Director – Steven Caple Jr. – 2022 – US – Cert. 12a – 127m
A giant, planet-eating entity comes to earth in search of a mysterious key which the Transformers must prevent him from obtaining – out in UK cinemas on Thursday, June 8th
The posters for this latest Transformers instalment promised something a little different: a group of animal robots made up, like the original Transformers, of disparate parts. What was their purpose? Would they transform into vehicles? Well, the answer is, no, they just run around like big robotic animals and never transform into cars or anything else. Why bother?, you might ask. According to the press handouts, they convert from less conspicuous animals, but if that occurred in the film, I must have missed it.
These robotic animals, who include the gorilla Optimal Prime (voice: Ron Perlman), whose name echoes that of series regular Transformer Optimus Prime (Peter Cullen, who has voiced this character through all the movies and the original TV series), the eagle Airazor (voice: Michelle Yeoh) and the cheetah Cheetor (voice: Tongayi Chirisa)…
…belong to a race whose planet is threatened by the villain of the piece, a larger than planet-sized Transformer villain named Unicron (voice: Colman Domingo) – does he transform into anything? Again, no idea – who consumes planets when they refuse to do his will (or perhaps he consumes them regardless).
Unicron’s forces include not only the more usual-sized, evil transformer minions led by Scourge (voice: Peter Dinklage), but also agile, rapid moving, robotic drones, who get quite a lot of onscreen action and provide one of the few highlights.
The robot animals of the planet Unicron invades possess a key which holds the secret to wielding ultimate power (or some such risible nonsense).
Meanwhile, in 1994 on planet Earth and, specifically, Brooklyn, having failed to land a promised, sure-fire job because his prospective employer checked this applicant’s military references and discovered he wasn’t a team player, Noah Diaz (Anthony Ramos) falls into a sure fire auto-theft scheme for which the man who gets him into it provides a mixtape (!) to help him with the job. The premises from which he’s supposed to boost cars is also where gifted archaeology researcher Elena Wallace (Dominique Fishback) is performing tests on an ancient artefact that doesn’t appear to fit any familiar ancient civilisations. If only she had seen a Transformers movie, she would recognise the Transformers symbol on it as an indication that it’s not of our world and related instead to the giant robot franchise.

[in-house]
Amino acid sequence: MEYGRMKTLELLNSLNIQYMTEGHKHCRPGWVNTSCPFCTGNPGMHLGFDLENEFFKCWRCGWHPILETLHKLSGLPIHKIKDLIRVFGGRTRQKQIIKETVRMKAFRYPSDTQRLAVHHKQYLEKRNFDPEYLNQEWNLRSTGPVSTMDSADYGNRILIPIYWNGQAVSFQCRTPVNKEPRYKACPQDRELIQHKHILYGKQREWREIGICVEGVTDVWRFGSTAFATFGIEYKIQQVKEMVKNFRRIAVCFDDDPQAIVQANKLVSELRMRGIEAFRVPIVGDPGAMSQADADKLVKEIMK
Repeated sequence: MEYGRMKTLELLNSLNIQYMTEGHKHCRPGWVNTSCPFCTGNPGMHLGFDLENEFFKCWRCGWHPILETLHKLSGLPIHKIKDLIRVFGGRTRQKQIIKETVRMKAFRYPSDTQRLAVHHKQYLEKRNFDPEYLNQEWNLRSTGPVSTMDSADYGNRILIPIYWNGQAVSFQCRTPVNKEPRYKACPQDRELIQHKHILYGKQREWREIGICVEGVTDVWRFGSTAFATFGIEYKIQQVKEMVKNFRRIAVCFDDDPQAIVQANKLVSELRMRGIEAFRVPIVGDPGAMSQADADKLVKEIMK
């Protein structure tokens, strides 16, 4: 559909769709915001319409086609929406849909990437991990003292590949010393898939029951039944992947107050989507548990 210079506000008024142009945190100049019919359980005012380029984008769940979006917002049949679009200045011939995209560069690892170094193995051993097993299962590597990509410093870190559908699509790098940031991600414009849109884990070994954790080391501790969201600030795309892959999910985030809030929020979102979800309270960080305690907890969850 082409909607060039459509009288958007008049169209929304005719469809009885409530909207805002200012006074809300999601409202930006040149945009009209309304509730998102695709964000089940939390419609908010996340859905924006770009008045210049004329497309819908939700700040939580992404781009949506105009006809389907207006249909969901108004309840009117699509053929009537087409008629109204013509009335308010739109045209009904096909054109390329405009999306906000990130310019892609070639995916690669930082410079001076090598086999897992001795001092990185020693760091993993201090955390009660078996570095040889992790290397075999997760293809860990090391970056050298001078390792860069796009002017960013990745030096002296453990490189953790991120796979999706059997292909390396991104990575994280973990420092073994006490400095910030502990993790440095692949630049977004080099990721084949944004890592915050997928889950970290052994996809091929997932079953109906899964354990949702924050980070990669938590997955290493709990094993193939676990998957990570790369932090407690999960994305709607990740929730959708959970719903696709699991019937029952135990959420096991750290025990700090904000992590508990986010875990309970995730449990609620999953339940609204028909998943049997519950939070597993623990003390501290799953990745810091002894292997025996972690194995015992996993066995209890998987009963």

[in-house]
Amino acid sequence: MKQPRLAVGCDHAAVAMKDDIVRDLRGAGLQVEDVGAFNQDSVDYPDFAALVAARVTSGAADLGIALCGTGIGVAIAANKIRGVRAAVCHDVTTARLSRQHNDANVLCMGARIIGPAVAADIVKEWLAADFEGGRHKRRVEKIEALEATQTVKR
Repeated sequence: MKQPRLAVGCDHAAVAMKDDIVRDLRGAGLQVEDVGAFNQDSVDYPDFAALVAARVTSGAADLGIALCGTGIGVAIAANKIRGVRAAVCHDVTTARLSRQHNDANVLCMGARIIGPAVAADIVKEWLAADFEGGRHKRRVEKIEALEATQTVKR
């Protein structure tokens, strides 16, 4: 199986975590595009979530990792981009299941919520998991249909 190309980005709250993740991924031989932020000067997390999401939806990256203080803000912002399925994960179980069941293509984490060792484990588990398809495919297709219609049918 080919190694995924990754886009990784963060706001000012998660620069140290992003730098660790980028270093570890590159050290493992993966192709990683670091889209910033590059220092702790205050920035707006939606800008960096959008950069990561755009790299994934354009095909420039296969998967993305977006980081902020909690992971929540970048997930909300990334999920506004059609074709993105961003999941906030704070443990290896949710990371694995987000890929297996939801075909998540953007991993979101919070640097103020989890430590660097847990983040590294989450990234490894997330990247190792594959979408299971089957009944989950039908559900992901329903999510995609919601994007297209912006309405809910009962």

Noah makes a similar mistake when the flashy car he attempts to steal sports the same symbol on its bonnet. Soon he’s a prisoner inside said car and involuntarily involved in a pursuit by police in which the car drives of its own volition, at one point transforming around him into a car facing the opposite direction, which provides the opportunity for clever if somewhat pointless special effects. Overall, this may be the strongest sequence here.
Elena’s artefact contains the key, or more accurately half of the key, as it turns out that the robot beasts have cut it into two halves to keep it from being found and used by Unicron. Alas, Elena’s tests unexpectedly release one half of the key from the figure of a bird in which it has been hidden, and it immediately sends out a signal which is promptly intercepted by Unicron who comes to Earth, so his hordes of accompanying minions can retrieve it. For the rest of the movie, much of which takes place in the jungles of Peru (and very impressive they look on a big screen too),
Noah and Elena are thrown into each other’s and the good Transformers’ company as the latter seek to prevent Unicron from getting hold of the key which, incidentally, would allow the Transformers themselves to find their way back to their home planet. (Howe this would work, I’ve no idea – the idea is put out there and, like so much else in this film, left unexplained).
Transformers change into cars or the other way around, but here that quickly becomes tiresome, as do the innumerable fight scenes, to the extent that you wish producer Michael Bay was directing, since, in those movies he helmed, he at least seems to enjoy extending the range of the effects technology, even if the results are largely gratuitous. On the plus side here, at least you know which are the good and which the bad robots. The ongoing buddy relationship between Noah and the Transformer called Mirage – the car he tried to steal – is quite nicely handled, with Pete Davidson (from Bodies Bodies Bodies, Halina Reijn, 2022) giving one of the film’s more memorable voice performances.
Noah has a kid brother named Kris (Dean Scott Vasquez) who has a rare medical condition that under the payment-driven US healthcare system racks up hefty hospital bills. Kris plays a significant role in the opening reel, but then is sidelined for most of the rest of the film. Both Ramos and Vasquez previously appeared in the Latino musical In The Heights (Jon M. Chu, 2021). Neither of them are particularly memorable, and nor is the criminally under-directed Fishback whose terrific work in Judas And The Black Messiah (Shaka King, 2021) proves her to be an extremely capable actress.
This film – the first of a two-parter, heaven help us, although at least it mentions the fact upfront – is a sequel to Bumblebee which was a surprisingly effective and above average Transformers movie that tried successfully to do something a little bit different with the franchise. Rise Of The Beasts isn’t a patch on it; indeed, it represents a low point in the series.
Transformers: Rise Of The Beasts is out in cinemas in the UK on Thursday, June 8th.